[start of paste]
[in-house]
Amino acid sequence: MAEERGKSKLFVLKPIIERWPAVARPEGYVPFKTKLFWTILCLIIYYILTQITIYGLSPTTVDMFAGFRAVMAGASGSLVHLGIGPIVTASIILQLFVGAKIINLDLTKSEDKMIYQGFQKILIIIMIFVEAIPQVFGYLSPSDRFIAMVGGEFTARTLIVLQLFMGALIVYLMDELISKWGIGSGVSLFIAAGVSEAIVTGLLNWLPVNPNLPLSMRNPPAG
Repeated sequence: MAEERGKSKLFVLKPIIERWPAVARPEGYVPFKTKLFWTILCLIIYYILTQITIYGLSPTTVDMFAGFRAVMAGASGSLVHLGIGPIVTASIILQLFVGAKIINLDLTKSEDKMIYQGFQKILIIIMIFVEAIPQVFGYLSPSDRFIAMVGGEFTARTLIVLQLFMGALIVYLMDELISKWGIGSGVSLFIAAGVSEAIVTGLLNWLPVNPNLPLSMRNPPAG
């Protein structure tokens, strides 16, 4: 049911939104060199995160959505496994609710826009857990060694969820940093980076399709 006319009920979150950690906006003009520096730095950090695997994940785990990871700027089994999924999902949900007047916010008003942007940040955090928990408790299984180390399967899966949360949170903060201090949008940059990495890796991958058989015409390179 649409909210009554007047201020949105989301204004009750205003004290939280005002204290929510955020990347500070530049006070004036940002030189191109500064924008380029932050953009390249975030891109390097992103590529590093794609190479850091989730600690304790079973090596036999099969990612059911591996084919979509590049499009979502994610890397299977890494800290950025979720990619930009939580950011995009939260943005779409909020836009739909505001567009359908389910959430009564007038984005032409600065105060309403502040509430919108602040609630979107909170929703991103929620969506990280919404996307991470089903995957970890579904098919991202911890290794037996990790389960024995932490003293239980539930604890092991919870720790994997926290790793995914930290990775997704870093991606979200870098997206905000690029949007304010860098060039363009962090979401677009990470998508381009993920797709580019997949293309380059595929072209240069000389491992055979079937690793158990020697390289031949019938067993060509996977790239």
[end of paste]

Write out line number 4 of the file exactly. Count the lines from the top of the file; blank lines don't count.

């Protein structure tokens, strides 16, 4: 049911939104060199995160959505496994609710826009857990060694969820940093980076399709 006319009920979150950690906006003009520096730095950090695997994940785990990871700027089994999924999902949900007047916010008003942007940040955090928990408790299984180390399967899966949360949170903060201090949008940059990495890796991958058989015409390179 649409909210009554007047201020949105989301204004009750205003004290939280005002204290929510955020990347500070530049006070004036940002030189191109500064924008380029932050953009390249975030891109390097992103590529590093794609190479850091989730600690304790079973090596036999099969990612059911591996084919979509590049499009979502994610890397299977890494800290950025979720990619930009939580950011995009939260943005779409909020836009739909505001567009359908389910959430009564007038984005032409600065105060309403502040509430919108602040609630979107909170929703991103929620969506990280919404996307991470089903995957970890579904098919991202911890290794037996990790389960024995932490003293239980539930604890092991919870720790994997926290790793995914930290990775997704870093991606979200870098997206905000690029949007304010860098060039363009962090979401677009990470998508381009993920797709580019997949293309380059595929072209240069000389491992055979079937690793158990020697390289031949019938067993060509996977790239």